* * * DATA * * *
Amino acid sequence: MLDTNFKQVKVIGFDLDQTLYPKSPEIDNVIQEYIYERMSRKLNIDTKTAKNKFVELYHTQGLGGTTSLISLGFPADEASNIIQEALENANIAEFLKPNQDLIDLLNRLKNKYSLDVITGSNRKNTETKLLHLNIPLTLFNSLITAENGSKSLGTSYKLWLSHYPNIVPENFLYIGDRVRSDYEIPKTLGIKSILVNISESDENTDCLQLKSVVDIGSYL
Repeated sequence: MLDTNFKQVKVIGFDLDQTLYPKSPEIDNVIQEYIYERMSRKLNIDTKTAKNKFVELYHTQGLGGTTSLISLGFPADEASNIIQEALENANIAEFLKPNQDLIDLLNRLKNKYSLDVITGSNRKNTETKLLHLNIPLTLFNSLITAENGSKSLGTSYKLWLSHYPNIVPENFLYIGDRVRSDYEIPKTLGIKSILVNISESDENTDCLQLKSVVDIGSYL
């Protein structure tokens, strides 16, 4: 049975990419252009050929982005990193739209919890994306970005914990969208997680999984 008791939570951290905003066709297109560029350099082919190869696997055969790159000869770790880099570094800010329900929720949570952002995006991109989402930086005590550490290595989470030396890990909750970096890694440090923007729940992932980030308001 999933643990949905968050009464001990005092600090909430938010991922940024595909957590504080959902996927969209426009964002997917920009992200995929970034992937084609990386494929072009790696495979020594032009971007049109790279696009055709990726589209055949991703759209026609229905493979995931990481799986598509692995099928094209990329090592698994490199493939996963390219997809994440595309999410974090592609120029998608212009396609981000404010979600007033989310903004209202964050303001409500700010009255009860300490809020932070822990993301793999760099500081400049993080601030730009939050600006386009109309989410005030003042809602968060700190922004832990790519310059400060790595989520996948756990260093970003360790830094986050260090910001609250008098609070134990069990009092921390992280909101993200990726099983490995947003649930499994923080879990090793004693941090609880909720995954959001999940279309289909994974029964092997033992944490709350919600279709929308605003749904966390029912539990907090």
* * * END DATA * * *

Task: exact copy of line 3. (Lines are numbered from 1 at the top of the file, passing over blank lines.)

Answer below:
């Protein structure tokens, strides 16, 4: 049975990419252009050929982005990193739209919890994306970005914990969208997680999984 008791939570951290905003066709297109560029350099082919190869696997055969790159000869770790880099570094800010329900929720949570952002995006991109989402930086005590550490290595989470030396890990909750970096890694440090923007729940992932980030308001 999933643990949905968050009464001990005092600090909430938010991922940024595909957590504080959902996927969209426009964002997917920009992200995929970034992937084609990386494929072009790696495979020594032009971007049109790279696009055709990726589209055949991703759209026609229905493979995931990481799986598509692995099928094209990329090592698994490199493939996963390219997809994440595309999410974090592609120029998608212009396609981000404010979600007033989310903004209202964050303001409500700010009255009860300490809020932070822990993301793999760099500081400049993080601030730009939050600006386009109309989410005030003042809602968060700190922004832990790519310059400060790595989520996948756990260093970003360790830094986050260090910001609250008098609070134990069990009092921390992280909101993200990726099983490995947003649930499994923080879990090793004693941090609880909720995954959001999940279309289909994974029964092997033992944490709350919600279709929308605003749904966390029912539990907090």